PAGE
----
AMD Reveals the X570 Chipset: PCIe 4.0 is Hereby Gavin Bonshor on May 26, 2019 11:30 PM EST
At Computex 2019 during AMD's keynote, AMD CEO Dr. Lisa Su unveiled details new X570 chipset designed for the upcoming Ryzen 3000 series "Matisse" processors. The new 3rd generation of AM4 motherboards include PCIe 4.0 support, native USB 3.1 Gen2 ports, and a slightly more power hungry TDP, which means most motherboard manufacturers are likely to use actively cooled chipset heatsinks.
The new X570 chipset marks the first consumer motherboard chipset to feature PCIe 4.0 by default. We saw that manufacturers were preparing its previous generation X470/B450 motherboards to offer limited PCIe 4.0 support through a wave of firmware updates – taking advantage of the CPU's independent on-die PCIe controller – but due to certain requirements of PCIe 4.0, it's likely that previous generation boards will only have the top full-length slot running PCIe 4.0 when paired with a Ryzen 3000 series processor. The limitations are due to the length of the traces that the PCIe 4.0 interface requires. This means traces longer than a few inches won't be able to operate PCIe 4.0 unless the traces are fitted with redrivers to push the signal further down the board.
The MSI MEG X570 Godlike motherboard
With the new X570 boards, the implementation of PCIe 4.0 has been thought of from the get-go, with motherboards optimized for the interface with most models likely featuring redrivers on the furthest away slots. When paired with a Ryzen 3000 series processor, for a typical X570 motherboard what we'll see is that the lanes going into the top PCIe slot will come directly from the processor itself, as will the four PCIe lanes assigned to the first NVMe M.2 slot. This means that the X570 chipset – which also supports PCIe 4.0, but is not a requirement for the CPU-hosted lanes to use PCIe 4.0 – can use its own lanes for USB 3.1 Gen2 capability. Not only this, but it also allows the chipset to handle Wi-Fi, Bluetooth, and SATA responsibilities.
One of the caveats to a more powerful chipset is that it draws around 11 W of power; for comparative reasons, the X470 chipset drew around 6 W of power to operate. (This is different to the 15W being reported - it appears AMD is making two variants of the chipset, with the 11W on consumer boards and the 15W for enterprise, with the 15W having more PCIe lanes.)
Another change to the way AMD develops its chipsets is that everything is now done in-house, licensing IP from ASMedia and others, instead of completely outsourcing its chipset design to ASMedia as it did with X470 and X370. The main reasons for the TDP increase are due to PCIe 4.0. Speaking to AMD's partners, we expect a series of updates thick and fast to add additional power management features to the chipset between now and the CPU launch.
We're still waiting on a full block diagram disclosure from AMD, and when we do we'll update this news.
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abufrejoval - Sunday, May 26, 2019 - linkIf there was really flexible ways to bi/quad-furicate the 16 PCIe 4 lanes to what peripherals like 10Gbit Ethernet can actually handle, it could do wonders in workstation space.
Wish it was as flexible as the base architecture of Inifinity Fabric actually seems to be, but don't know how OEMs could achieve that with the hard wires they need into the motherboards.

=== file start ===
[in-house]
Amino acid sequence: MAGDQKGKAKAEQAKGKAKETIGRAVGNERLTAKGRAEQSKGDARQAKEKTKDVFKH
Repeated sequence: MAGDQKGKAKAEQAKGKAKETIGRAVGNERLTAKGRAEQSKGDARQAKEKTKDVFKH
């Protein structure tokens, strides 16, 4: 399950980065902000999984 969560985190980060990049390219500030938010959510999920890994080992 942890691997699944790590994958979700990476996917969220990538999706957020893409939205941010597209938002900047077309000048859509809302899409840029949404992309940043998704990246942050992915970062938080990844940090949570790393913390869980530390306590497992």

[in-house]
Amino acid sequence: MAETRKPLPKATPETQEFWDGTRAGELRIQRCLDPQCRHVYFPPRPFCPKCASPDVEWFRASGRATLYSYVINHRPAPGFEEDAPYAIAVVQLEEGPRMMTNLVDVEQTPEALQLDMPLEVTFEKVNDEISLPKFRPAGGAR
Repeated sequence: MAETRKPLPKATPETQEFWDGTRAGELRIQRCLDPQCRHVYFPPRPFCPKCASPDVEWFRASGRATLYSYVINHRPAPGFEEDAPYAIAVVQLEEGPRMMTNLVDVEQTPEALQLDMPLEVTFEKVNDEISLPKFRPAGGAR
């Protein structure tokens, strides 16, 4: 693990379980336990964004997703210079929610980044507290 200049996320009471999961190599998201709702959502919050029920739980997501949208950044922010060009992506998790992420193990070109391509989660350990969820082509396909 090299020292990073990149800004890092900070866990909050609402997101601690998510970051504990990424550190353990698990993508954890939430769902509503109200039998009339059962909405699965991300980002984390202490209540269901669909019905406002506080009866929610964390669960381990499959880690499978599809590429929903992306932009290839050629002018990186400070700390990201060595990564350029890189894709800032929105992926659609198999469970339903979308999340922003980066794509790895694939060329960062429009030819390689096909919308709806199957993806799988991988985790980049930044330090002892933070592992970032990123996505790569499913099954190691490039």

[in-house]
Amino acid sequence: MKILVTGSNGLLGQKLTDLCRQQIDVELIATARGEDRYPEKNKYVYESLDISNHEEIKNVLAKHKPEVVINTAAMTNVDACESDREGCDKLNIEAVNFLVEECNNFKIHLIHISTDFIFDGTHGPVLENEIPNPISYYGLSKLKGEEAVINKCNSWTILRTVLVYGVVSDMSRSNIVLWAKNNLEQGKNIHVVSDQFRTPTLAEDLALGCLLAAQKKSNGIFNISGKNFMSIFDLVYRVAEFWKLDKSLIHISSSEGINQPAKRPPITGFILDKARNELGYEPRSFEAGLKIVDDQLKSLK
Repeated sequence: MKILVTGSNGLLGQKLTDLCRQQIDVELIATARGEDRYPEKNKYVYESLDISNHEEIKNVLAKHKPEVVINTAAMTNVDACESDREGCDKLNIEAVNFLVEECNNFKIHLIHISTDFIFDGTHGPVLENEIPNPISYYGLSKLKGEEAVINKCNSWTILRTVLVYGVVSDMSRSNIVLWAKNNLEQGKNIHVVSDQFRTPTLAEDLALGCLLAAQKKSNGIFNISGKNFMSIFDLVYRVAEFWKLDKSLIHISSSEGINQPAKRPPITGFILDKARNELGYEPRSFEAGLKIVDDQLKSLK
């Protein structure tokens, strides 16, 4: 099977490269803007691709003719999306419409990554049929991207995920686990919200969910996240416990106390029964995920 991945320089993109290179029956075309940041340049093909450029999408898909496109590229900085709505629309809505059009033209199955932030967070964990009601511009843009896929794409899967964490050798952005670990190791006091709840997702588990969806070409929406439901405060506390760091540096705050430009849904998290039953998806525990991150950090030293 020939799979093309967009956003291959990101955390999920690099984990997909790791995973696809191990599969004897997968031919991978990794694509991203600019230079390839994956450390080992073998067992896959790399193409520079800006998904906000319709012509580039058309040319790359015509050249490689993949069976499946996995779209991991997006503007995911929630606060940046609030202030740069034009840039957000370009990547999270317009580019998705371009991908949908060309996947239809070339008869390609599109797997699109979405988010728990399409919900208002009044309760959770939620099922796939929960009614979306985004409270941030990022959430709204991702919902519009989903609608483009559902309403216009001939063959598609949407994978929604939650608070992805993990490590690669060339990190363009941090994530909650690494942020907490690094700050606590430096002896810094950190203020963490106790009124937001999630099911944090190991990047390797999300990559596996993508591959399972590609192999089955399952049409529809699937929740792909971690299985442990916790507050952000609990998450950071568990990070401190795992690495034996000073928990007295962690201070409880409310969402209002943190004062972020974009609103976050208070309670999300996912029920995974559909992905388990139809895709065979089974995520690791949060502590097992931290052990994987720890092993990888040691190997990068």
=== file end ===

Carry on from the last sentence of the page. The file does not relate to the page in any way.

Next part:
StevenD - Tuesday, May 28, 2019 - linkNever understood the obsession with 10G. Unless you're moving VMs to other machines constantly or editing raw 4k over the network it's really overkill even for the enthusiast consumer.
Your speed is 4GBps, until recently with NVME it was almost impossible to feed the network card.
bcronce - Tuesday, May 28, 2019 - linkTo properly schedule network traffic to minimize jitter and loss, you need about 25% more bandwidth than provisioned. If you expect to transfer up to 1Gb/s of traffic, you should really had 1.25Gb/s of bandwidth if you don't want networking hickups.
I am less concerned with 10Gb than 2.5/5.0Gb, but those two new protocols are based on 10Gb, and pretty much everyone who makes nbase-t, supports 2.5/5/10. May as well just say "10".
Chaitanya - Monday, May 27, 2019 - linkIs that "lightning" m.2 a pcie 4.0 based M.2 slot?
ArcadeEngineer - Monday, May 27, 2019 - linkYes, Matisse/X570 does 16 lane GPU+4 lanes direct CPU-connected M.2+4 lanes chipset.
blingon - Monday, May 27, 2019 - link"as will the four PCIe lanes assigned to the first NVMe M.2 slot"
What if you use a PCIe SSD? Plus a GPU?
blingon - Monday, May 27, 2019 - link...I guess this was just a description of a typical MB layout, let's hope there's some variety.
Death666Angel - Monday, May 27, 2019 - linkWhat are you actually talking about?!
The Ryzen 3000 CPUs provide 24 PCIe 4.0 lanes. 16 go to the GPU(s) in a 1x16 or 2x8 configuration dependant on the MoBo. Then there are 4 lanes to a dedicated M.2 NVME slot (which is a PCIe SSD) and 4 lanes to the X570 (and B550 etc.) chipset, which then further allocates lanes to SATA/USB/M.2(PCIe/SATA)/Controllers etc. dependant on the actual MoBo.
John_M - Monday, May 27, 2019 - linkMy question is, what generation of PCIe lanes come out of the X570 to feed the lower slots? With X370 and X470 it was PCIe 2.0 and the lower slots were starved of lanes. Does X570 give out PCIe 3.0, which means the number will be restricted and the bandwidth wasted, or does it give out twice as many PCIe 2.0 lanes? I hope it is the latter.
12345 - Monday, May 27, 2019 - linkLeaked block diagrams showed all the chipset lanes to slots are gen4 pcie. MSI also is using a pcie multiplexer on some boards. So both the top slots can get x16, what I wonder is if its smart enough to mux two x16 3.0 devices into a single x16 4.0 signal back to the cpu. Anyone know more about how pcie multiplexers work?